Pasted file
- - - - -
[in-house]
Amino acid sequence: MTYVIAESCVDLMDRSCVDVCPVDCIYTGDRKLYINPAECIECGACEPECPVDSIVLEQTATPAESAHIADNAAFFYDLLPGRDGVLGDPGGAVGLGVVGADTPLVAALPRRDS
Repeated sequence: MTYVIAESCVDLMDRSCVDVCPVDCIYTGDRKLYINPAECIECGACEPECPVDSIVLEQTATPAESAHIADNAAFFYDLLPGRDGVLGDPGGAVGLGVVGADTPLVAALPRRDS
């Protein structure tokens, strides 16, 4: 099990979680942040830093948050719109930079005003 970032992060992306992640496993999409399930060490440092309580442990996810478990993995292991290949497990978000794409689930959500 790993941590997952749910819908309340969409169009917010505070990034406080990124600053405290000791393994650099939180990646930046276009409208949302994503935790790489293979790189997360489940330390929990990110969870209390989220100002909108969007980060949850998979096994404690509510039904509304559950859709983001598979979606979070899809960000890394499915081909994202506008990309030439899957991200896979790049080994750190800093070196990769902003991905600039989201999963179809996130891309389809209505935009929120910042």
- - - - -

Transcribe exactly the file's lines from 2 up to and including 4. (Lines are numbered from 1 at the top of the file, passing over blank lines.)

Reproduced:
Amino acid sequence: MTYVIAESCVDLMDRSCVDVCPVDCIYTGDRKLYINPAECIECGACEPECPVDSIVLEQTATPAESAHIADNAAFFYDLLPGRDGVLGDPGGAVGLGVVGADTPLVAALPRRDS
Repeated sequence: MTYVIAESCVDLMDRSCVDVCPVDCIYTGDRKLYINPAECIECGACEPECPVDSIVLEQTATPAESAHIADNAAFFYDLLPGRDGVLGDPGGAVGLGVVGADTPLVAALPRRDS
């Protein structure tokens, strides 16, 4: 099990979680942040830093948050719109930079005003 970032992060992306992640496993999409399930060490440092309580442990996810478990993995292991290949497990978000794409689930959500 790993941590997952749910819908309340969409169009917010505070990034406080990124600053405290000791393994650099939180990646930046276009409208949302994503935790790489293979790189997360489940330390929990990110969870209390989220100002909108969007980060949850998979096994404690509510039904509304559950859709983001598979979606979070899809960000890394499915081909994202506008990309030439899957991200896979790049080994750190800093070196990769902003991905600039989201999963179809996130891309389809209505935009929120910042």